Company must change operations, comply with state and federal laws, and provide restitution to victims in order to resume doing business in Oregon
Attorney General Hardy Myers today announced that First American Marketing Corporation (FAMC), a Portland coupon book marketing company that operated as Community Car Service, may resume doing business in Oregon under a strict settlement agreement filed in Marion County Circuit Court. The Assurance of Voluntary Compliance (AVC) names FAMC and its owner Lewis Wayne Thayer of Portland. It does not admit violation of law.
"It is important that Oregonians who did business with this company and filed complaints against it understand that in order for the company to resume operations, it must comply with a long list of requirements," Myers said. "FAMC must pay restitution to some complainants, make changes in its operational procedures and comply with both state and federal laws. We intend to monitor future Oregon activities of this company to make sure it complies with all aspects of the agreement."
Known by most complaining consumers and businesses as Community Car Service, the company sold "car care program" vouchers, door-to-door to consumers, for $79.95. The vouchers were redeemable at specific auto repair shops and included a certain number of "free" oil changes and various other "free services" including a transmission performance analysis and brake adjustment and inspection. The auto repair shops featured on the vouchers were told by FAMC that its product was an effective marketing tool. Instead of receiving a portion of the voucher sales, the shops provided the "free" services and hoped the vouchers would generate future business.
Voucher purchasers complained that during the sales pitch, FAMC employees represented that they were from the repair shop when they were not and misled consumers about the services the shop would provide and during what hours. The salespersons also failed to explain the consumers' rights to a three-day rescission period if they later decided they did not want the vouchers. Information on the three-day right of rescission, required under both state and federal law, was also not included in the voucher's written materials.
Businesses complained that they only discovered that the company had sold more vouchers than was agreed upon when large numbers of consumers arrived with coupons that the businesses couldn't afford to redeem. The shops also complained that the coupons featured services that they didn't provide such as oil changes. During a 2006 investigation by the Oregon Department of Justice (DOJ), FAMC was uncooperative and would not comply with a Civil Investigative Demand (CID) for written documents. The Marion County Circuit Court then ordered FAMC to appear at a hearing to explain its non-compliance with the CID but the company failed to appear. In May 2006, the company was enjoined from operating in Oregon. DOJ continued to receive new complaints about the company and was prepared to file a contempt action when the company finally agreed to cooperate and sign an AVC.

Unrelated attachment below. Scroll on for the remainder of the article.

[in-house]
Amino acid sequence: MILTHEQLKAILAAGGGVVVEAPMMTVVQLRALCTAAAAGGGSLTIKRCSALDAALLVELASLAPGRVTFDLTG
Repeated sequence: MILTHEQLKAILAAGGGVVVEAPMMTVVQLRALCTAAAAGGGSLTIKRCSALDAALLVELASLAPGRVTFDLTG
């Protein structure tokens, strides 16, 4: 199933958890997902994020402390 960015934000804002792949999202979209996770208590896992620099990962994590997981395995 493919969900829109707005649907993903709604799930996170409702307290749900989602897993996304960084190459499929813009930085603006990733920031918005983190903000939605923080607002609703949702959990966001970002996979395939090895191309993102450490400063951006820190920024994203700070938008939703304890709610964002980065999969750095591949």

Under the AVC, the company must provide restitution to certain consumers who file complaints against them with DOJ, with other law enforcement or with organizations such as the Better Business Bureau. FAMC also must cease collection activities against all consumers who filed a complaint and must correct any derogatory information on those consumers' credit reports.
FAMC agreed to comply with Oregon's Home Solicitation Sales statute and also agreed that its employees will not misrepresent their employer during solicitations. In future dealings with businesses, FAMC must verify the coupon details with the repair shops including the exact services offered and the store hours when services are available.
In addition to FAMC paying restitution, the agreement also requires FAMC to pay $25,000 to the DOJ Consumer Protection and Education Fund with $20,000 to be suspended if $5,000 is paid over the next 18 months and all requirements of the AVC are met.
Consumers wanting information about this case and consumer protection in general may call the Attorney General's consumer hotline at (503) 378-4320 (Salem area only), (503) 229-5576 (Portland area only) or toll-free at 1-877-877-9392. DOJ is online at www.doj.state.or.us.
Jan Margosian, (503) 947-4333 (media line only) firstname.lastname@example.org